I hate to rush. Rushing creates a sense of hurry, of inadequate time and space to do what one intends/needs to do. I’ve noticed that rushing creates anxiety. One’s attention is in the future rather than the present, and there is a sense of scarcity–in the case of rushing, there is a sense of scarcity of time.
Now this is not to say that some circumstances are not urgent or emergent, and there are times when acting with all deliberate haste is appropriate. Believe me, as a former family physician, I am well aware of this. That said, I found that if I stayed in the present, connected to my breath and what I was doing in a given moment, I felt better. In what may be a surprise for those who are rush-prone, I am actually more efficient when I don’t rush. I am more perceptive, and more able to think clearly and problem solve in a healthy and creative fashion.
I have also found that if I am not rushed and anxious, then I am more helpful to my patients or clients, as then it is easier for them to stay in a space of possibility despite what may well be a very real crisis situation. Science and neuroscience research supports this, and has indeed found that when individuals “slow down” their autonomic nervous system a bit, reducing the fight/flight activation levels, they indeed improved their ability to perceive information and to make good choices. The military knows this as well, training soldiers to take their time while still working very quickly in high stress/pressure situations.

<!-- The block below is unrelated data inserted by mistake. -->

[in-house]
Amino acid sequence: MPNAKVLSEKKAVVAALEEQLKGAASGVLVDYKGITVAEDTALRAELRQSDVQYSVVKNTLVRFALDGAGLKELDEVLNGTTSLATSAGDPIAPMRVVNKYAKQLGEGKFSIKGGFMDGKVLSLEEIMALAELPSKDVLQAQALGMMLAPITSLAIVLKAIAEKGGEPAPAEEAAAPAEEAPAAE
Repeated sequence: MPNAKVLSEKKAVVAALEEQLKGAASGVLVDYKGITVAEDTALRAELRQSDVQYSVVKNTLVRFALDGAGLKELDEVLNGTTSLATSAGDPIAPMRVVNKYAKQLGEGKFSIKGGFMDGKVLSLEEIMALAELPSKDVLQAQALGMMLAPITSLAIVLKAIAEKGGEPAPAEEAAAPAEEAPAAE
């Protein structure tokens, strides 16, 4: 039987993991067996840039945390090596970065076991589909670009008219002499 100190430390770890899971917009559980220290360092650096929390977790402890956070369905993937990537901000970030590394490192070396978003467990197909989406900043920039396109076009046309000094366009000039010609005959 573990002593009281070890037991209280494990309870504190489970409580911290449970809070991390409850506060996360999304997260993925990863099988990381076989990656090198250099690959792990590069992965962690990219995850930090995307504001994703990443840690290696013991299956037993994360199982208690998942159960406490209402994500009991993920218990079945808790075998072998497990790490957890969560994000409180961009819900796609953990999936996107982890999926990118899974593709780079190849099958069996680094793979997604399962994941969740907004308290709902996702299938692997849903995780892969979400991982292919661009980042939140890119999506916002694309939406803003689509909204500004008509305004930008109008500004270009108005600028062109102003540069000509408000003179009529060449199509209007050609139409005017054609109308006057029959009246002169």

And yet, our society in general encourages rushing, with rapid fire stimulus from many directions, all of which serve to up-regulate the nervous system. From that its no surprise that so many people are nervous, anxious, chronically stressed. Want to feel better? Stop rushing. Or, to once again quote Simon and Garfunkel:
“Slow down, you’re moving too fast, got to make the morning last” Slow down for a moment, take a listen.